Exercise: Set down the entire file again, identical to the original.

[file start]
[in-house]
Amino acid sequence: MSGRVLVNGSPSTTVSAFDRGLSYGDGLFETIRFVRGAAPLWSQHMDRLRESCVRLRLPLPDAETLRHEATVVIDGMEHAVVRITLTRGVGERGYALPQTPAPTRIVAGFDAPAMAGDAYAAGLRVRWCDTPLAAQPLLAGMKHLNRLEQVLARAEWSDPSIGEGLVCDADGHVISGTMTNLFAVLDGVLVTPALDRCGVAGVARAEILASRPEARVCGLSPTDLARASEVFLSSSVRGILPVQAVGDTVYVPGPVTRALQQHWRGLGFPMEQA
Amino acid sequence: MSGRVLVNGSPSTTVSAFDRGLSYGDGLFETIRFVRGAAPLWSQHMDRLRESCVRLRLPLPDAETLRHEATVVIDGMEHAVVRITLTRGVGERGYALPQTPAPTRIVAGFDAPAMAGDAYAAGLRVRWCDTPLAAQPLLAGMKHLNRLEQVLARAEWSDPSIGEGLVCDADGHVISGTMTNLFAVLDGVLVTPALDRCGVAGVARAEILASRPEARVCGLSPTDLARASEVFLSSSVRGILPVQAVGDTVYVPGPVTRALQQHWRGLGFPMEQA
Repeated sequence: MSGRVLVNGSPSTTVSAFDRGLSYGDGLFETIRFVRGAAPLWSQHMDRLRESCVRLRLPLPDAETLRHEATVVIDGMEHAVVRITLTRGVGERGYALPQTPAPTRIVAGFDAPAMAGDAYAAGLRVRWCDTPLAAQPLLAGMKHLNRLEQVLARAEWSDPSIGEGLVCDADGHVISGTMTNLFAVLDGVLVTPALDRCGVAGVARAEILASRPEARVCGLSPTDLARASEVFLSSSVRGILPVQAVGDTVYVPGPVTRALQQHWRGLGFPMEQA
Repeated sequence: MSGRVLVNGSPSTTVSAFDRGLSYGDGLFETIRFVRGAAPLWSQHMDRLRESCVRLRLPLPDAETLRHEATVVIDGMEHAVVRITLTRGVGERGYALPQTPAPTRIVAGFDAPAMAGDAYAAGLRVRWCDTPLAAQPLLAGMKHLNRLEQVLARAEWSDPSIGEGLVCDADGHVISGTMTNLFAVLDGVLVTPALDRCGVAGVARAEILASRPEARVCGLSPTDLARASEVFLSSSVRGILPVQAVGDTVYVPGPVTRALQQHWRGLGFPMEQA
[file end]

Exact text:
[in-house]
Amino acid sequence: MSGRVLVNGSPSTTVSAFDRGLSYGDGLFETIRFVRGAAPLWSQHMDRLRESCVRLRLPLPDAETLRHEATVVIDGMEHAVVRITLTRGVGERGYALPQTPAPTRIVAGFDAPAMAGDAYAAGLRVRWCDTPLAAQPLLAGMKHLNRLEQVLARAEWSDPSIGEGLVCDADGHVISGTMTNLFAVLDGVLVTPALDRCGVAGVARAEILASRPEARVCGLSPTDLARASEVFLSSSVRGILPVQAVGDTVYVPGPVTRALQQHWRGLGFPMEQA
Amino acid sequence: MSGRVLVNGSPSTTVSAFDRGLSYGDGLFETIRFVRGAAPLWSQHMDRLRESCVRLRLPLPDAETLRHEATVVIDGMEHAVVRITLTRGVGERGYALPQTPAPTRIVAGFDAPAMAGDAYAAGLRVRWCDTPLAAQPLLAGMKHLNRLEQVLARAEWSDPSIGEGLVCDADGHVISGTMTNLFAVLDGVLVTPALDRCGVAGVARAEILASRPEARVCGLSPTDLARASEVFLSSSVRGILPVQAVGDTVYVPGPVTRALQQHWRGLGFPMEQA
Repeated sequence: MSGRVLVNGSPSTTVSAFDRGLSYGDGLFETIRFVRGAAPLWSQHMDRLRESCVRLRLPLPDAETLRHEATVVIDGMEHAVVRITLTRGVGERGYALPQTPAPTRIVAGFDAPAMAGDAYAAGLRVRWCDTPLAAQPLLAGMKHLNRLEQVLARAEWSDPSIGEGLVCDADGHVISGTMTNLFAVLDGVLVTPALDRCGVAGVARAEILASRPEARVCGLSPTDLARASEVFLSSSVRGILPVQAVGDTVYVPGPVTRALQQHWRGLGFPMEQA
Repeated sequence: MSGRVLVNGSPSTTVSAFDRGLSYGDGLFETIRFVRGAAPLWSQHMDRLRESCVRLRLPLPDAETLRHEATVVIDGMEHAVVRITLTRGVGERGYALPQTPAPTRIVAGFDAPAMAGDAYAAGLRVRWCDTPLAAQPLLAGMKHLNRLEQVLARAEWSDPSIGEGLVCDADGHVISGTMTNLFAVLDGVLVTPALDRCGVAGVARAEILASRPEARVCGLSPTDLARASEVFLSSSVRGILPVQAVGDTVYVPGPVTRALQQHWRGLGFPMEQA